When 17-year old Conor Maynard first turned up on my radar, courtesy of my 1Xtra fam Uche, he already had close to a million fans on Facebook, Twitter followers in the hundreds of thousands and eight-figure YouTube views. With an online presence not unlike Justin Bieber‘s, the biggest surprise is that this teenage YouTube sensation was not from California, Toronto or even London, but the British seaside town of Brighton.
Here was a young kid from a town better known for sand and sea than singers with soul, performing some outstanding R&B covers to an adoring fanbase of millions that he’d built from the ground up over the course of two years posting to YouTube.
The first Conor Maynard cover I saw was his rendition of Drake‘s “Marvin’s Room”, currently sitting at over 3 million views on YouTube. One of the most frequently appropriated songs of recent years, Drake’s original was covered to death by artists both established and unknown last year but Maynard’s version is perhaps the best of all.
Surprisingly soulful, his vocal is strong and committed, oozing world-weary, alcohol-tained experience that, given his years, Maynard can’t possibly have. It matches the original in many ways, and betters it in some (even with Auto-Tune in abundance, one of these guys can actually sing), and it’s pretty much just Drake’s poignant rap verse that gives the superstar the edge – this is a undoubtedly a stellar cover.
Whilst his Drake cover is probably the best, predictably, it’s his cover of Chris Brown and Justin Bieber’s big-money collaboration “Next To You” that has garnered the most views so far (accounting for 9million of the 53 million YouTube plays on Maynard’s “personal” page).
As a cover video, it’s significantly less showstopping than “Marvin’s Room” but he nonetheless sounds good on it, as he does throughout all of his uploads. It was a Ne-Yo cover which kickstarted his career: after the now Motown VP saw the video, he met with Maynard and invited him to sign his record label, triggering interest from various major labels who courted the youngster, before he eventually signed to EMI.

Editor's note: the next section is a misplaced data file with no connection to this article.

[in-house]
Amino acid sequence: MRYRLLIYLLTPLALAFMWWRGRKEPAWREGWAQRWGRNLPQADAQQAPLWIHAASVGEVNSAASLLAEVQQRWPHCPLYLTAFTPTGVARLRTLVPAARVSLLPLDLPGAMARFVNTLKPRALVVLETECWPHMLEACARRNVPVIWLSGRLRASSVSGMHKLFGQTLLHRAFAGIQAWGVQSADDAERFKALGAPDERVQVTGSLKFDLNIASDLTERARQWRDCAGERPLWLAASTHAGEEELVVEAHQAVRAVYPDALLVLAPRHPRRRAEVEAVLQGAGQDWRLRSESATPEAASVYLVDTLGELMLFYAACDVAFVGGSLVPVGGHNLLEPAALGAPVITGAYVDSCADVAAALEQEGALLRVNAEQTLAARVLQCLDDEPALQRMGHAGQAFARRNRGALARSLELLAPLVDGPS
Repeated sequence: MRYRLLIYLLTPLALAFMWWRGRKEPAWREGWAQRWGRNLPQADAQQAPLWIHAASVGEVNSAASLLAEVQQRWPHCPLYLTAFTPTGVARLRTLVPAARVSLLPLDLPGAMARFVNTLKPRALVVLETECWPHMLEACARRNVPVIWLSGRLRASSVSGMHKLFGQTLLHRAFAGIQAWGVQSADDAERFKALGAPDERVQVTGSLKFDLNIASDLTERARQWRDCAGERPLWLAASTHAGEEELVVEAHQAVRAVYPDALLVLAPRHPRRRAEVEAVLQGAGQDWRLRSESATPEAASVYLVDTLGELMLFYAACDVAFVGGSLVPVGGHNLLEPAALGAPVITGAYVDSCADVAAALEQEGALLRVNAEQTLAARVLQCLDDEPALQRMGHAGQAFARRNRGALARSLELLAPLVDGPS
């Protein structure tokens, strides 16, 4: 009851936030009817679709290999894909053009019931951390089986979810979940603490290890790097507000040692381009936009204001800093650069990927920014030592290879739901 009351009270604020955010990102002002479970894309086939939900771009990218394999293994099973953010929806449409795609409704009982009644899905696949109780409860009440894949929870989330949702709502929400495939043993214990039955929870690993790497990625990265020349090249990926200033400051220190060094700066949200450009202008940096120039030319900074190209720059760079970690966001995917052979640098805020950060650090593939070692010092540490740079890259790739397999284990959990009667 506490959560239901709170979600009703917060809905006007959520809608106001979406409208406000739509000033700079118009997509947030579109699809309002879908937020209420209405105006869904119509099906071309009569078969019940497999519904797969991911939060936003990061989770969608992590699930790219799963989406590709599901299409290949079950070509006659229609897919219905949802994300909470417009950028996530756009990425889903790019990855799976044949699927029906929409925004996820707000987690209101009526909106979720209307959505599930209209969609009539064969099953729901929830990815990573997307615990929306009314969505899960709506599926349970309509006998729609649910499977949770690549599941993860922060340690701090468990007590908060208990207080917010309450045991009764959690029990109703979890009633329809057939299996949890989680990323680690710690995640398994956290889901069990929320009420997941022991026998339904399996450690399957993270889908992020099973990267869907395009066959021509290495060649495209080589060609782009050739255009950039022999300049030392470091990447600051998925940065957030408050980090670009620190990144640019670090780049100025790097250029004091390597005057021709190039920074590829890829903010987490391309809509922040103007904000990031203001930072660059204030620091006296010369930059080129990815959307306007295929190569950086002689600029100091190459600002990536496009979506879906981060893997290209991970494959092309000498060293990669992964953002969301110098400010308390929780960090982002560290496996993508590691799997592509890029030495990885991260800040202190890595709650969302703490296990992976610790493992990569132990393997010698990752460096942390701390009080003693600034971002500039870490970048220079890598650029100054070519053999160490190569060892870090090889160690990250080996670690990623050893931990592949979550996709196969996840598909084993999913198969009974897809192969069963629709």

Maynard’s online buzz came to a head earlier this year, when he beat the likes of Lana Del Rey and Michael Kiwanuka to MTV’s fan-voted Brand New for 2012 award. He followed that attention-grabbing accolade, and subsequent write-ups in the mainstream press (music and otherwise), by releasing his long-anticipated debut single “Can’t Say No”.
Produced by The Invisible Men (the trio behind DJ Fresh and Rita Ora‘s “Hot Right Now” and Jessie J‘s “Do It Like A Dude”), it’s pretty standard commercial R&B stuff – the beat is slightly off-kilter, bassy, dark and a bit different, but lyrically, the song is a little predictable (spoiler alert: there’s a lot of “pretty girls”, “trouble” and sweating). It sounds and reads just like a top ten hit.
Make no mistake about it – Conor Maynard is ostensibly a teen hearthrob in the Justin Bieber mould. With that said, despite his inevitable future as a inanimate fixture on the walls of teenage girls worldwide, there’s much that sets him apart from his One Direction shaped teen-bait peers.
For starters, he’s an actual R&B fan. In one interview he recounted the story of discovering he could really sing, whilst walking down the street singing Usher and R Kelly‘s “Same Girl,” admittedly a UK Top 40 hit, but not the standard fare. In the same interview he expressed his delight at getting to work with Jermaine Dupri, whom he hailed as the producer of the bulk of Usher’s album Confessions. Whilst history provides ample evidence that good taste in music does not always equate to good music, he’s thus far expressed an affinity with the likes of Usher, Mario and Ne-Yo.
If his choice of covers are anything to go by, Maynard could be about to release some fantastic R&B music – certainly, he’s in a position to sincerely fly the flag for the genre in the way that (and you’ll hopefully look past the “white guy doing black music” obviousness of this comparison) Justin Timberlake did with his two classic solo albums.
Whilst his debut single is formulaic, it’s ever-so-slightly Timberlake-esque, especially in vocal delivery, and there’s enough there to suggest that what follows might be a far more exciting use of his ample talent and hard-earned position. Then again, it might not. Either way, you’d better get used to his name, because this kid’s about to be everywhere.